But suddenly I felt worried that our news would create distance again and I would feel completely alone. I worried that these new friends would think it was too soon, that I could no longer understand what they are going through, that I had it easy and that there were others more deserving than me. Daily, I had to state to myself why Andy and I deserve this – that before Orla we also suffered a physically traumatic loss that compromised my fertility; that I am 35 and already in a higher risk category and that Andy is older than me; that we have been trying for a family for a couple of years and are so ready to welcome a baby into our lives.
This sense of responsibility for others can be overwhelming in life after loss
The truth is, I know that I shouldn’t feel the need to justify anything to anyone, yet grief does unbelievable things to your thinking. Previous losses, subsequent losses, difficulties with fertility – we are all on our individual journeys and comparing them is futile. Absolutely anyone who has suffered a loss is deserving of a healthy subsequent pregnancy and I am always thrilled to know of stories of happiness after such sadness. But I am also aware that not all paths after loss are straightforward, and to imply so would be disrespectful. Therefore, I absolutely understand how and why even pregnancy after loss announcements can be painful and equally as torturous as other pregnancies.
Maybe this is another reason why I have struggled to announce this pregnancy more outwardly. The thought of adding any more pain to another person sits very uncomfortably with me. But I am starting to feel very lonely. I am desperately trying to make this pregnancy as ‘normal’ as possible, but I don’t feel normal.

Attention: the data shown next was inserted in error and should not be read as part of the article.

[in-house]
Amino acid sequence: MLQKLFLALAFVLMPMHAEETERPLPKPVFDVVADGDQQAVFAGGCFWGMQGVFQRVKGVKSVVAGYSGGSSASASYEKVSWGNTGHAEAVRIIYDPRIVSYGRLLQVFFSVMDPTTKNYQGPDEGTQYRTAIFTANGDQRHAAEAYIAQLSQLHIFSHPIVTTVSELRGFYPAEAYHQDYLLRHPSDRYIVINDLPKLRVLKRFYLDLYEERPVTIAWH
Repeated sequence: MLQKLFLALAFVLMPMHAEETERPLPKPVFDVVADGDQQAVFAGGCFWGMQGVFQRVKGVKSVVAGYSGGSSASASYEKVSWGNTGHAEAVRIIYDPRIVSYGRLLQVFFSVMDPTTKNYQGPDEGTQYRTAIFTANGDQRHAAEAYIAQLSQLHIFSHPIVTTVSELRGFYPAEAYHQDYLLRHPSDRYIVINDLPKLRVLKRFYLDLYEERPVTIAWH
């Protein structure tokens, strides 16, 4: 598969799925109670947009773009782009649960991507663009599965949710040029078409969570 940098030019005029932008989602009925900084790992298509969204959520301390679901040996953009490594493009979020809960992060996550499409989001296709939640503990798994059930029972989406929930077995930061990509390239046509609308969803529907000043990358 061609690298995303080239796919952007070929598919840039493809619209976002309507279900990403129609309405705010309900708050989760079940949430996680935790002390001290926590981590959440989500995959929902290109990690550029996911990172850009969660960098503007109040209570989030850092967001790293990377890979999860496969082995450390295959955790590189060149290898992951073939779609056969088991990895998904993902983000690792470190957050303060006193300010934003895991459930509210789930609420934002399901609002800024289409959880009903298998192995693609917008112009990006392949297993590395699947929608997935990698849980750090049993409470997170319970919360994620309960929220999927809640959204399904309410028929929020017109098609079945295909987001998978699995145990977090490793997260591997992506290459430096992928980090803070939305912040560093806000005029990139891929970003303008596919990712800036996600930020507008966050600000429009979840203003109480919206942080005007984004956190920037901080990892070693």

I sat in a pregnancy yoga class the other week and I felt like an alien; everyone else appeared to be so calm and happy, caught up in the day to day aches, pains, challenges and excitement of pregnancy. Yet I was sat there almost having an out of body experience. I couldn’t believe that I had been just like them a few months ago, joyfully awaiting the arrival of our first baby within days. And now I am a changed person who fears every single day that the baby that I am now carrying could also die. I couldn’t make eye contact with anyone. I was terrified that my presence would somehow ruin their experience of their last few weeks of pregnancy – as though I am the black cloud of tragic reality personified. The one that absolutely no one wants to know exists.
Afterwards my rational mind was able to say that I was making assumptions about these people and their own journeys to motherhood. I didn’t know whether any of them had experienced loss. But without words, I guess I would never know.
Since losing Orla, I have come to regret not documenting much of my pregnancy. I have some photos, but not as many as I wish I had taken. I have no videos of her moving around. If I knew then that this would be my only time with her, I would have done so much more. So I am caught in a position where I want to do as much as can to cherish this pregnancy whilst also feeling terrified of getting too attached. The fear of loving too hard and losing again I worry could completely destroy me.
In the same way as I have shared Orla, I also want to be able to share this journey more outwardly and to talk about the challenges of pregnancy after loss. To have a space to reflect on the emotional and psychological impact that I am already finding a huge challenge. To connect with other people who also understand. But also to have somewhere that I can enjoy this pregnancy and baby as much as is possible, to find joy where I currently feel terror.
Yet what I don’t want to do is hurt others and to leave anyone feeling any more pain that they already have. This sense of responsibility for others can be overwhelming in life after loss (although I am also aware that my own personality plays a big role in this). I just hope that I can navigate this sensitively and respectfully.
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The Early Hour is donating to Michelle’s Just Giving page – raising funds for SANDS (the stillbirth and neonatal death charity) – as payment for her articles. If you’d like to donate too, please click here.
The complexities of announcing a pregnancy after loss was originally published on Dear Orla on 6 November 2016. It has been republished with permission.